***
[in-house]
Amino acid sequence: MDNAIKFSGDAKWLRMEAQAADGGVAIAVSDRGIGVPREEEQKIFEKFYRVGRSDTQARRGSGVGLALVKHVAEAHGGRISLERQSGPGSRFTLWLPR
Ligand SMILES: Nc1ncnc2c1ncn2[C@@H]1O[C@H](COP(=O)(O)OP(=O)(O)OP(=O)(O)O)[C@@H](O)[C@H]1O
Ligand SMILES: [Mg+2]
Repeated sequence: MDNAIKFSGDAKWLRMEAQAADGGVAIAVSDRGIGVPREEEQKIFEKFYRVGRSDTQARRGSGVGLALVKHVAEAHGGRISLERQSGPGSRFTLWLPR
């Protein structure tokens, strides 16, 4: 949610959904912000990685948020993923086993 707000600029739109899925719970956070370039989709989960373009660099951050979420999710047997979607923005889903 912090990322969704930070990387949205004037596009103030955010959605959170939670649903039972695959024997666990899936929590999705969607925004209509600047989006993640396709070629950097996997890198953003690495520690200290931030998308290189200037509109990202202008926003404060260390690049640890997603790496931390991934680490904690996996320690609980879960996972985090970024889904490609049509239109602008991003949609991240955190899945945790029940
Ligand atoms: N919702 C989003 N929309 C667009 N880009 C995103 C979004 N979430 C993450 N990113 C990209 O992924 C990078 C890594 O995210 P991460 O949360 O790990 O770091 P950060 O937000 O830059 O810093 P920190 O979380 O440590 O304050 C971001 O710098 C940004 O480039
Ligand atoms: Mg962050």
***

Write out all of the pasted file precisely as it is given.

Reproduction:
[in-house]
Amino acid sequence: MDNAIKFSGDAKWLRMEAQAADGGVAIAVSDRGIGVPREEEQKIFEKFYRVGRSDTQARRGSGVGLALVKHVAEAHGGRISLERQSGPGSRFTLWLPR
Ligand SMILES: Nc1ncnc2c1ncn2[C@@H]1O[C@H](COP(=O)(O)OP(=O)(O)OP(=O)(O)O)[C@@H](O)[C@H]1O
Ligand SMILES: [Mg+2]
Repeated sequence: MDNAIKFSGDAKWLRMEAQAADGGVAIAVSDRGIGVPREEEQKIFEKFYRVGRSDTQARRGSGVGLALVKHVAEAHGGRISLERQSGPGSRFTLWLPR
């Protein structure tokens, strides 16, 4: 949610959904912000990685948020993923086993 707000600029739109899925719970956070370039989709989960373009660099951050979420999710047997979607923005889903 912090990322969704930070990387949205004037596009103030955010959605959170939670649903039972695959024997666990899936929590999705969607925004209509600047989006993640396709070629950097996997890198953003690495520690200290931030998308290189200037509109990202202008926003404060260390690049640890997603790496931390991934680490904690996996320690609980879960996972985090970024889904490609049509239109602008991003949609991240955190899945945790029940
Ligand atoms: N919702 C989003 N929309 C667009 N880009 C995103 C979004 N979430 C993450 N990113 C990209 O992924 C990078 C890594 O995210 P991460 O949360 O790990 O770091 P950060 O937000 O830059 O810093 P920190 O979380 O440590 O304050 C971001 O710098 C940004 O480039
Ligand atoms: Mg962050």